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Efficient, no-leak air duct sealer recommendations and everything you need to know about sealing your HVAC ductwork!

Although duct tape is the traditional go-to sealant, it has been far supplanted brush-on sealant. If you haven’t already been using brush-on sealant, then you are behind the times!

Duct seal brushed onto metal elbow


First of all, if you have been in the HVAC trade more than a week you will have likely heard the term “pookie,” it just means duct sealant. That’s all!

Although duct tape is the traditional go-to sealant, it has been far supplanted by MTS 100 or DP 1010 (both water base) – just imagine a brush on duct tape. But, if you need an oil based sealant for cold, harsh weather conditions then look no further than 44-52 Eco Duct Seal Low VOC (just call it MEI).

Three gallons of glue for duct sealer


Sealing duct systems is required to get the correct pressure and volume of air moving through a system. There are typically three seal classes most often referred to as A, B, C; see chart below:

SMACNA seal class stands in a chart

  • Longitudinal seams are joints oriented in the direction of flow
  • Transverse joints are connections of two or more duct sections
  • Duct wall penetrations are openings made by any screw, pipe, rod or wire
  • Spiral seams in round or flat oval pipe need not be sealed
  • All other connections are considered transverse joints, including but not limited to spin-ins, taps, branch connections, and duct connections to equipment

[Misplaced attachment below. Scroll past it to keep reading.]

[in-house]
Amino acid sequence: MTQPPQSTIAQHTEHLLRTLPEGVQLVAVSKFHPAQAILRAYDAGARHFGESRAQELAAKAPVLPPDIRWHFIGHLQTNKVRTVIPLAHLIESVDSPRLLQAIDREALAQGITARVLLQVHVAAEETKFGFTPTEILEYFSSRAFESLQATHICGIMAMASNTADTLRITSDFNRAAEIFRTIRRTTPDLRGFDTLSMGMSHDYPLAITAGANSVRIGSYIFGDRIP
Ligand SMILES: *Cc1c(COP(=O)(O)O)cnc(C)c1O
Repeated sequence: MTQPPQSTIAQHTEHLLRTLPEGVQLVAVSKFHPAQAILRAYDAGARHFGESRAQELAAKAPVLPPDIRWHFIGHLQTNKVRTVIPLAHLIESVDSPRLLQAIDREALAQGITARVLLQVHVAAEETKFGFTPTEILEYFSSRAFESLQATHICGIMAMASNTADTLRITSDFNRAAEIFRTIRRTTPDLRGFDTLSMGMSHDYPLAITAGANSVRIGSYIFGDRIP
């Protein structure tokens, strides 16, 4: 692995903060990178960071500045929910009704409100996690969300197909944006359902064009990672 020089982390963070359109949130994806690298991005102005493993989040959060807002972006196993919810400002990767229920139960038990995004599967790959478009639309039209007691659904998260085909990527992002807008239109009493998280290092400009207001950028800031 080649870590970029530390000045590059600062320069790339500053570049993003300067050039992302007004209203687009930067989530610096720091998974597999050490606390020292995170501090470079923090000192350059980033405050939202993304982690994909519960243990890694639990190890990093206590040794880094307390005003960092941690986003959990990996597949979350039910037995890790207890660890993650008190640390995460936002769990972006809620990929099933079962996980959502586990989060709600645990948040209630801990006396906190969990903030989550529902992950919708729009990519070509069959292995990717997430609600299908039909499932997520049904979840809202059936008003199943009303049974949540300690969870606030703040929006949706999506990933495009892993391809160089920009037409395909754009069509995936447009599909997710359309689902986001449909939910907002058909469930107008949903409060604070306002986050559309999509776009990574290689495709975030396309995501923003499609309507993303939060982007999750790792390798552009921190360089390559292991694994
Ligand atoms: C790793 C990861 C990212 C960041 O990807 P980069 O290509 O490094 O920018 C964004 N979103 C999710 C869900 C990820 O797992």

Air is similar to water, in that it flows from one area to another because of a difference in pressure.

A water system in a house is usually under a pressure of about 30 psi (pounds per square inch). When a faucet on the water line is opened, the line pressure at the open faucet decreases to zero. Now imagine if there was a pinhole leak in the system, it would drop the overall pressure in the system and reduce the flow.

Like water, air flows to the low pressure area. Like wind, which is air moving from a higher pressure area to a lower pressure area, air works the same in ductwork (i.e., a fan creates the higher pressure and the open end of the duct has a lower pressure, so the air flows out).


If you must ask this question, you probably shouldn’t be installing the ductwork. Get a professional. In general, spread the sealant on the ductwork with ~2” brush and ensure there are no gaps, holes, or seams that air could get through.

Pro Tips: use MEI on exposed ductwork as it seems to leave a smooth finish as long as you only apply it once and don’t keep stirring it around. Also, use DP1010 on high pressure as the MEI will never seal, it only creates bubbles.


Since MTS 100 and DP1010 are both water base, they free as water would (~32°F). MEI, however, has a much lower freezing temperature. We typically put a halogen light (or small space heater) inside the gang box with our glue during winter months to keep it from freezing.

Duct elbow with MEI sealant on seam


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